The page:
The Frozen Five's origin stems from The Science of Happily Ever After by Dr. Ty Tashiro, a book that inspired Shannon to compile a list of 26 traits that are essential to any romantic bond. What constitutes as your Frozen Five might vastly differ from person to person, but the purpose is to define your personal five by arranging the list of 26 things from most important to least important. To narrow your list down to your Frozen Five, play around with the order by writing them down on a piece of paper or on index cards and shuffle them around.

The list is as follows:

  • Agreeable (easy to get along with)
  • Emotionally stable
  • Securely attached
  • High novelty-seeking
  • Supportive/happy for good news
  • Intelligent
  • Physically attractive
  • Takes responsibility for self
  • Unlikely to withdraw
  • Has similar interests
  • Has similar values
  • Speaks my love language
  • Good life skills (cooking, cleaning, budgeting, etc.)
  • Wants children
  • Sexually compatible
  • Financially well-off
  • Charming/humorous
  • Trustworthy
  • Faithful
  • Strong leadership skills
  • Follows directions/allows others to take the lead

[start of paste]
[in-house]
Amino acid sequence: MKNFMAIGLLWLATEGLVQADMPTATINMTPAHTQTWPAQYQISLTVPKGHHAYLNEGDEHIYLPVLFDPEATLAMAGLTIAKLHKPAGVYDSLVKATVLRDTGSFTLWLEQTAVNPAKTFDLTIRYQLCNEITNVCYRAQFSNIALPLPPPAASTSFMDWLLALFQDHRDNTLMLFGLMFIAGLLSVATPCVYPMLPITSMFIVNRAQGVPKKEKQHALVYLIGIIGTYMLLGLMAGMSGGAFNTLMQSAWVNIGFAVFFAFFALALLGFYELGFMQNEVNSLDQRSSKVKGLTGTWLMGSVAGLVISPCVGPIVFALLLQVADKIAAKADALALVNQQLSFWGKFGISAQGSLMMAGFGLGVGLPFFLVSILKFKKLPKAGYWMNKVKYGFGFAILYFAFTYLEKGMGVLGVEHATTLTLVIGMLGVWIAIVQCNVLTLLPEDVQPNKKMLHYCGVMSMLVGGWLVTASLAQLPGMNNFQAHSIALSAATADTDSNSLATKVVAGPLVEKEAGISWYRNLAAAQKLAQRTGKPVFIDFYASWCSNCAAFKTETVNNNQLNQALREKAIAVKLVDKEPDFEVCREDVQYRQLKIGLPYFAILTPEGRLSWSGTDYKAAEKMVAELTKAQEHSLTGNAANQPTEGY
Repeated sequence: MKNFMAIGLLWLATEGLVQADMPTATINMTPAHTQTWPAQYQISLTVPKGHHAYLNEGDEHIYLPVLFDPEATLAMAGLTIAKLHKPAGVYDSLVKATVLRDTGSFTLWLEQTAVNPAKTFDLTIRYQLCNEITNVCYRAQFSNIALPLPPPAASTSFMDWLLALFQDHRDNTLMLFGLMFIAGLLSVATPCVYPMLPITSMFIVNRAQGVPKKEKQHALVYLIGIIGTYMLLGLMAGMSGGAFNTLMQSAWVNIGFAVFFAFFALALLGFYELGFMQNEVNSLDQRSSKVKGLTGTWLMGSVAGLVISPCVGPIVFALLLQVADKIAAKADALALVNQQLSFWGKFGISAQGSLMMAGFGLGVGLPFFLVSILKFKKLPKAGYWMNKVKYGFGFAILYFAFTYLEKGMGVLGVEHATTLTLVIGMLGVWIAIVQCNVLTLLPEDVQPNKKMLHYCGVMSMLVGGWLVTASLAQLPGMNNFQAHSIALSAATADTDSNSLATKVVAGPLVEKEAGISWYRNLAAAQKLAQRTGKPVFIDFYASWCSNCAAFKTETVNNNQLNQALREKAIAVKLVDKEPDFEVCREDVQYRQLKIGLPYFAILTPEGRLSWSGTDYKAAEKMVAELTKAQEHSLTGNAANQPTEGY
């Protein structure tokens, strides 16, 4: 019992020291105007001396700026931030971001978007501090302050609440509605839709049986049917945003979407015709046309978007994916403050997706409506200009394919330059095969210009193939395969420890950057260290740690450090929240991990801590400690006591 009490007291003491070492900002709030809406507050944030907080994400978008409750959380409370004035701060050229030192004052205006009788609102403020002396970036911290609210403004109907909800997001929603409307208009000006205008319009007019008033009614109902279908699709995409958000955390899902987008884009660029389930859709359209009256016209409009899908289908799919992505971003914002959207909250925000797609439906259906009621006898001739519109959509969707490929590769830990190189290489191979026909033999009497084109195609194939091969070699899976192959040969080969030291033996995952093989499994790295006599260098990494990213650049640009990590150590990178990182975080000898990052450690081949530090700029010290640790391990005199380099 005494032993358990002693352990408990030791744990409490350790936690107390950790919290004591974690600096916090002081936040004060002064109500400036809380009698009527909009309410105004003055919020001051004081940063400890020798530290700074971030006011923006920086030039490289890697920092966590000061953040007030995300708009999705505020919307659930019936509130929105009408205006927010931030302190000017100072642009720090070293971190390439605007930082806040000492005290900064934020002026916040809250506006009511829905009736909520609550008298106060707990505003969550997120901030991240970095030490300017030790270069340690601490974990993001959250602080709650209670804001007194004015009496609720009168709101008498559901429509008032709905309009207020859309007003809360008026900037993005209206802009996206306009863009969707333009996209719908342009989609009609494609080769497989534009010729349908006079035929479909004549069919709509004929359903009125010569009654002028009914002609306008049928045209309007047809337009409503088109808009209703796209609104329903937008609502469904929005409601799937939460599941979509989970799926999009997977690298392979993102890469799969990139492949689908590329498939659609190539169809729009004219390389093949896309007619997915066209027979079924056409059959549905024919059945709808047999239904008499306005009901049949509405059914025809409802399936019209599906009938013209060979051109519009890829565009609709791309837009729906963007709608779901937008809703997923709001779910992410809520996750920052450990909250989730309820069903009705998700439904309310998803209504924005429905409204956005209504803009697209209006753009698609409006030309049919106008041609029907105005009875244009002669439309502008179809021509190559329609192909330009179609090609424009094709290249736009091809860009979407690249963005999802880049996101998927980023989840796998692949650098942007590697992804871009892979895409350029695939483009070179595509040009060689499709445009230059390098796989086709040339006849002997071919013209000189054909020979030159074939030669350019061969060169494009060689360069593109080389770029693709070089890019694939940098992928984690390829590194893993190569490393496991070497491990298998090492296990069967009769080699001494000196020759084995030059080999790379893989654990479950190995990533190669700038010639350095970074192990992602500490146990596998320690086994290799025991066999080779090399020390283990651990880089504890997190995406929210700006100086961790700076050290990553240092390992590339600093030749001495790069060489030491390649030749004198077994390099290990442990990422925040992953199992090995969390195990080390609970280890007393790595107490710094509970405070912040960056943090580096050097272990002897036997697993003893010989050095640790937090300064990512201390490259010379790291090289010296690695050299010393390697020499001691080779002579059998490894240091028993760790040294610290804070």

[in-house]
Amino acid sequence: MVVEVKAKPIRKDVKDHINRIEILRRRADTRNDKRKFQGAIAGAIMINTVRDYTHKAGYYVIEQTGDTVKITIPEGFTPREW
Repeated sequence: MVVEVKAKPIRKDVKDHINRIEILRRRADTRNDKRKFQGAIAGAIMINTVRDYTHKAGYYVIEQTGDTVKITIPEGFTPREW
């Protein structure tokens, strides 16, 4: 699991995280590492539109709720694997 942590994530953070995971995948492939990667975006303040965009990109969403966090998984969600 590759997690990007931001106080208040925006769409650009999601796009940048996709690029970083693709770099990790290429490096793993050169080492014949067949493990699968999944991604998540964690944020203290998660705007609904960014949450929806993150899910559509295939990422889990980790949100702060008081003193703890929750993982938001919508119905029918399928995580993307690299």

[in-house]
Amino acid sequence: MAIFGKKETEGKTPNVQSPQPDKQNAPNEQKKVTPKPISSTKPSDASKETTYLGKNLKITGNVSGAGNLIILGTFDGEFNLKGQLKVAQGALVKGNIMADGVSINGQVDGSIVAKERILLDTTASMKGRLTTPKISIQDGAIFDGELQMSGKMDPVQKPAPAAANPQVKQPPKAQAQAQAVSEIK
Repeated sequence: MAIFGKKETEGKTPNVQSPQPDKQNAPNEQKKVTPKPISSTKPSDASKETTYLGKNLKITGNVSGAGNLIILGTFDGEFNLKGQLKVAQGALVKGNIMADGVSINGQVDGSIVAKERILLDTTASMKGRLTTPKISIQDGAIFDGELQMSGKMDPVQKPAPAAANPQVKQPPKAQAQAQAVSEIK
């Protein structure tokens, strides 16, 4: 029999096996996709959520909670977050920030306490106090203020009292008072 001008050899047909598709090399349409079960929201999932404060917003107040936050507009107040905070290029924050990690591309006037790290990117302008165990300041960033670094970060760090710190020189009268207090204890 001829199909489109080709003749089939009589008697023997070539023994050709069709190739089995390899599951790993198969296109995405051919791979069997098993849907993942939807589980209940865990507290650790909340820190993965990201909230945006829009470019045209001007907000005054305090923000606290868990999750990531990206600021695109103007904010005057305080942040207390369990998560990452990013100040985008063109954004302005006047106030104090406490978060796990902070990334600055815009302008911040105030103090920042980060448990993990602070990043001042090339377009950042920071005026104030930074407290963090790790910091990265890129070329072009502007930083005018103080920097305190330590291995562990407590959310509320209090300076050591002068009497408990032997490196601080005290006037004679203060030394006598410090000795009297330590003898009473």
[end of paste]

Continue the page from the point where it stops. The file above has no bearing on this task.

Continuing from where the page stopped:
• Highly ambitious
  • Independent thinker
  • Compatible with my friends and family
  • Excellent conflict-resolution skills
  • Has good relationships with others
  • Speaks my apology language

Of note, there is always freedom to move things around, to shift, and make adjustments as you see fit while you get out there and explore. You can potentially value one thing more in this phase of your life than you do another in the next two months. So although the term is "Frozen Five", don't feel like your values are immovable.

Just like love languages, apology languages, and attachment styles, these things are subject to change as you learn, grow, and experience more life and love. "You're not making a solid set in stone list. This is not the 10 commandments that cannot change. This is going to evolve as you evolve and you can do this as many times as you want to," Shannon echoed.